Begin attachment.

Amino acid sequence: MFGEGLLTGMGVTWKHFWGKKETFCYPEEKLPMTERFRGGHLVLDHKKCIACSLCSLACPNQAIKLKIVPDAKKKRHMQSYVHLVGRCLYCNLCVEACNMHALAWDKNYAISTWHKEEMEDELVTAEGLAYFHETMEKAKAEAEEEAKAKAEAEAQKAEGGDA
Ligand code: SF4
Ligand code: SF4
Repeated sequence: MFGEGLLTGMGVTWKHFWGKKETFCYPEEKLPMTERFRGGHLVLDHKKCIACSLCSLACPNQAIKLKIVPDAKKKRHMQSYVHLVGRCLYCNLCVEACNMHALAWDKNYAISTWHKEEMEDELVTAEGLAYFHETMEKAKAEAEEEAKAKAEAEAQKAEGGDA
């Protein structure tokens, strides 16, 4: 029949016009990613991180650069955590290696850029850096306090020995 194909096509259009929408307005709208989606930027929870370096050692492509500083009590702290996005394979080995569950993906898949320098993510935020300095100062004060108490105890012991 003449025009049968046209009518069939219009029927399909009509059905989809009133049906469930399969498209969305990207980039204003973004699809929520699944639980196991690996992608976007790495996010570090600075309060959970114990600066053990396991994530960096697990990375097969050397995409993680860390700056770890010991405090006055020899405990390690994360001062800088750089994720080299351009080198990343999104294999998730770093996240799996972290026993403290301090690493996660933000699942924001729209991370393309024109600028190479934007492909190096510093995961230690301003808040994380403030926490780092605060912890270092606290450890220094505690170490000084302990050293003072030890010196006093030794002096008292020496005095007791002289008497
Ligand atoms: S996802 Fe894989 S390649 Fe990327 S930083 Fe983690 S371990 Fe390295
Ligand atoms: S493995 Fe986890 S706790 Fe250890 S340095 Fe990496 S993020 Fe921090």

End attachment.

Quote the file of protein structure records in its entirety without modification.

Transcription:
Amino acid sequence: MFGEGLLTGMGVTWKHFWGKKETFCYPEEKLPMTERFRGGHLVLDHKKCIACSLCSLACPNQAIKLKIVPDAKKKRHMQSYVHLVGRCLYCNLCVEACNMHALAWDKNYAISTWHKEEMEDELVTAEGLAYFHETMEKAKAEAEEEAKAKAEAEAQKAEGGDA
Ligand code: SF4
Ligand code: SF4
Repeated sequence: MFGEGLLTGMGVTWKHFWGKKETFCYPEEKLPMTERFRGGHLVLDHKKCIACSLCSLACPNQAIKLKIVPDAKKKRHMQSYVHLVGRCLYCNLCVEACNMHALAWDKNYAISTWHKEEMEDELVTAEGLAYFHETMEKAKAEAEEEAKAKAEAEAQKAEGGDA
């Protein structure tokens, strides 16, 4: 029949016009990613991180650069955590290696850029850096306090020995 194909096509259009929408307005709208989606930027929870370096050692492509500083009590702290996005394979080995569950993906898949320098993510935020300095100062004060108490105890012991 003449025009049968046209009518069939219009029927399909009509059905989809009133049906469930399969498209969305990207980039204003973004699809929520699944639980196991690996992608976007790495996010570090600075309060959970114990600066053990396991994530960096697990990375097969050397995409993680860390700056770890010991405090006055020899405990390690994360001062800088750089994720080299351009080198990343999104294999998730770093996240799996972290026993403290301090690493996660933000699942924001729209991370393309024109600028190479934007492909190096510093995961230690301003808040994380403030926490780092605060912890270092606290450890220094505690170490000084302990050293003072030890010196006093030794002096008292020496005095007791002289008497
Ligand atoms: S996802 Fe894989 S390649 Fe990327 S930083 Fe983690 S371990 Fe390295
Ligand atoms: S493995 Fe986890 S706790 Fe250890 S340095 Fe990496 S993020 Fe921090």